From these two passages it is apparent that there are times when we must stand against what others are teaching. It seems to me that the Bible teaches that there MUST be agreement on primary or essential doctrine. Essential doctrinal issues would be: the nature of Christ, the sinfulness of man, the authority of Scripture, the way of salvation, the literal resurrection of Christ and the future literal return of Christ. When there is not agreement in these areas we must contend for the faith. We can’t simply overlook these things. These are doctrines which we are to defend. If there is a departure from these truths, we must severe our fellowship. In other words, if a church abandons these essentials, it is no longer a Christian church, and we are right to leave that church.
Secondary differences are those that relate to non-essential issues: the mode of baptism, the frequency of communion, theories about the end-times, styles of worship, the expression of spiritual gifts, preferred version of the Bible, church polity, and other Issues like these are all secondary. Personally, I believe it is wrong to fight over these differences of opinion. There is room for diversity in these areas. As we discuss these things in a civilized manner we can grow in our faith.
It appears that the problem in Corinth was not about essential doctrines. The problem was either over secondary issues or was because of petty interpersonal issues. These issues should be resolved for the sake of Christ. Too often we turn the lists around. We argue passionately over our preferences even as we ignore serious departures from the faith.
How Should we handle Conflict Situations?
Since it is inevitable that there will be conflicts in the body of Christ (just like there are conflicts in any home), let’s look at how to preserve the unity of the church at times like this. First, let’s talk about what we should NOT do. It is always wrong to:
- Gossip and slander others
- It is wrong to have “secret meetings” to lobby support for your position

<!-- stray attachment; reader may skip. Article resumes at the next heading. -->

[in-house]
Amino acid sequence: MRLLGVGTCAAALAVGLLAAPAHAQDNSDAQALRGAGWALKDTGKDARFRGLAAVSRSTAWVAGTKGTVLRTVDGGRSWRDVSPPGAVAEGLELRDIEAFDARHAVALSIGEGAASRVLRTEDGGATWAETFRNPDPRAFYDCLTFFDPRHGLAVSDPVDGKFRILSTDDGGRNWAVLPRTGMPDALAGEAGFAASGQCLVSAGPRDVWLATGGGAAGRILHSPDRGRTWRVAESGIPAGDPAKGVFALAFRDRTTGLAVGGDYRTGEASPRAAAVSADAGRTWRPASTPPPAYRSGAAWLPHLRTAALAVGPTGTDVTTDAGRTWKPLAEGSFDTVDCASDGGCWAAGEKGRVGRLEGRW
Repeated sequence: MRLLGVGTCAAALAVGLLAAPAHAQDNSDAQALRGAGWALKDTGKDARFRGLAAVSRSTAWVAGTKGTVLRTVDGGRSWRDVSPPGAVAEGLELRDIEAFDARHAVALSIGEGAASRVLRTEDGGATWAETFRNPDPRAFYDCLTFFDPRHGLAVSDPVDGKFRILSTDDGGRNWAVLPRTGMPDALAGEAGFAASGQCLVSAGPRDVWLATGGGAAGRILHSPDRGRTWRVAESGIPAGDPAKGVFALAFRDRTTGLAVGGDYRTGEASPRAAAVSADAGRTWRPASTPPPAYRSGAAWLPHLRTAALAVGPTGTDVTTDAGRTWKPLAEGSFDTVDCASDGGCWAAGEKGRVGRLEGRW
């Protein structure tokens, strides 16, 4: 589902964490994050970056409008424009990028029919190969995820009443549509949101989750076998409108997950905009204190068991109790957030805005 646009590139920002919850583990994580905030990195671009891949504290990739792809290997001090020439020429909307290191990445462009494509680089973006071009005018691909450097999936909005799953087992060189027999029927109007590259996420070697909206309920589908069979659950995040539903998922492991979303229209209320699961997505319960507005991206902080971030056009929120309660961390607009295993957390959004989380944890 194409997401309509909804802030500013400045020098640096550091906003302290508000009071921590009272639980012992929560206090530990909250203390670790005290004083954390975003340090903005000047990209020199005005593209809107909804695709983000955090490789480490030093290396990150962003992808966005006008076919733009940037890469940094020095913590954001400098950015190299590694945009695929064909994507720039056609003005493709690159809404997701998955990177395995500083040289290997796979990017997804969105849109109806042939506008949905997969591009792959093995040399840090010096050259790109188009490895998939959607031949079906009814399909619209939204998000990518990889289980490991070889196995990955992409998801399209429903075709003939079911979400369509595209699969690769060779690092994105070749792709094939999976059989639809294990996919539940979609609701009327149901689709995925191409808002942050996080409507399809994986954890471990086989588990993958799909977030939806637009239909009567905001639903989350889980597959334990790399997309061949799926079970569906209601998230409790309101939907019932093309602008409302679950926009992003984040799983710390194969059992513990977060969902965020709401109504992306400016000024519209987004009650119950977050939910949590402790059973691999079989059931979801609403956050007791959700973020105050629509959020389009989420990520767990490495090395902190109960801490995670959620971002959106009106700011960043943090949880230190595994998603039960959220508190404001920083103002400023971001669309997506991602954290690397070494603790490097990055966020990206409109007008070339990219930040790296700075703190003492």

- It is wrong to draw unwarranted conclusions. For example, if someone doesn’t’ agree with your preference we need to be careful that we don’t conclude that the person is “obviously” not a true believer? This is the equivalent of saying that no one can go to Heaven unless they believe as I believe.
- It is wrong to engage in personal attacks. Personal attacks beget other personal attacks. The damage from such actions create wounds that seem to never heal.
Paul gives us a good example of how to handle a problem. His criticism is general. He identified the problem, acknowledged the source of his information, and identified why it was wrong and did it without allowing it to became personal.
Unfortunately, as sinful people, we tend to view every disagreement as a personal contest. We look at a disagreement as a win or lose proposition, and we want to win. Voices increase in volume, anger boils, and we become more intent on winning than on searching for the truth.
Let me be even more practical. The first thing to do when there is tension in a church is to take a breath. Nothing good comes from people who have lost control. Ask yourself some key questions,
- Is this an issue with eternal importance?
- Have I brought this to God in prayer?
- Is God trying to teach ME something?
- Is it possible that the problem resides in me? Is this an ego problem? Am I making my preferences the standard for everyone else?
- Is this an issue I should simply overlook?
- Is this worth risking hurt feelings and a possible church split?
- Would Jesus Spend His Time on This?